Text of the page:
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Old 09-25-2006, 03:43 PM   #1
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Default Wireless Jammer

FIRST OFF: This thread is not illegal, I am using these on my property for personal use, and I also posess a license to operate any radio equipment on a non restricted band as long as the power is 5W or under. I am a restricted radio operator.

Okay, so I was trying to research these on plans to make these. So far no luck, but I know it's easily possible. I want something about 1-2 Watts that's fairly inexpensive. I was possibly thinking that maybee a custom unix script running on a DD-WRT router thats powerboosted will work.

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Old 09-27-2006, 04:17 AM   #2
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Default Re: Wireless Jammer


a very novel idea to say the least...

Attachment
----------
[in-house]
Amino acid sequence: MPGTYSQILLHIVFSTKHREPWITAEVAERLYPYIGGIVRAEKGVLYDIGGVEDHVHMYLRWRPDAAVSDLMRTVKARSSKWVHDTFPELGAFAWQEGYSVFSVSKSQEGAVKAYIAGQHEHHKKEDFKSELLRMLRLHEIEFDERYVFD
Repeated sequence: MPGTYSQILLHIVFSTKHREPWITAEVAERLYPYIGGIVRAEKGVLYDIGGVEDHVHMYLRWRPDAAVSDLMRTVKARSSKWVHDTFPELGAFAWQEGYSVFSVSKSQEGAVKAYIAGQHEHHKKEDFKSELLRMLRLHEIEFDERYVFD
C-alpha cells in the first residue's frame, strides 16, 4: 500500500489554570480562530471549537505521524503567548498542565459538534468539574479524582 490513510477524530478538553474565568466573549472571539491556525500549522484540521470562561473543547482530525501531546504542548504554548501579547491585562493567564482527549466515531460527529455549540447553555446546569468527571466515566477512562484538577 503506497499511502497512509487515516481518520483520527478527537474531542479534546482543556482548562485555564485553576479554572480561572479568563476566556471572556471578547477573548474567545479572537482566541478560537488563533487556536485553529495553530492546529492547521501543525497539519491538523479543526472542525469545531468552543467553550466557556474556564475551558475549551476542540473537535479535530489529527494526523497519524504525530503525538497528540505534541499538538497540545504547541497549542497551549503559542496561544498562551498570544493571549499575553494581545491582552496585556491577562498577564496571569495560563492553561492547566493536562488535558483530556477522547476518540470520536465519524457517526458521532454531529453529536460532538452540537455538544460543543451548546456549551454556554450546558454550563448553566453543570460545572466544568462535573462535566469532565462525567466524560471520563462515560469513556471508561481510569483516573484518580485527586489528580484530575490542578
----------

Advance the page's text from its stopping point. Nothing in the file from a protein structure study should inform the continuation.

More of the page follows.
I'd imagine that the best way to make a radio jammer would be to make an all round radio jammer...

the way that radio communications and RADAR are blocked is to fill the spectrum with white noise so that no other waves can reliably use the specturm with any real use...

802.11b and 802.11g standards use the 2.4 gigahertz (GHz) band, operating (in the USA) under Part 15 of the FCC Rules and Regulations. Because of this choice of frequency band, 802.11b and 802.11g equipment can incur interference from microwave ovens, cordless telephones, Bluetooth devices, and other appliances using this same band. The 802.11a standard uses the 5 GHz band, and is therefore not affected by products operating on the 2.4 GHz band.
you'll also find on that page that there are 14 channels, (though I imagine that you knew that already).

but, what you may not know, (I didn't) is that some channels effectivly overlap...
the example given on the page is that.

802.11b and 802.11g divide the 2.4 GHz spectrum into 14 overlapping, staggered channels whose center frequencies are 5 megahertz (MHz) apart. The 802.11b and 802.11g standards do not specify the width of a channel; rather, they specify the center frequency of the channel and a spectral mask for that channel. The spectral mask for 802.11b requires that the signal be attenuated by at least 30 dB from its peak energy at ±11 MHz from the center frequency, and attenuated by at least 50 dB from its peak energy at ±22 MHz from the center frequency.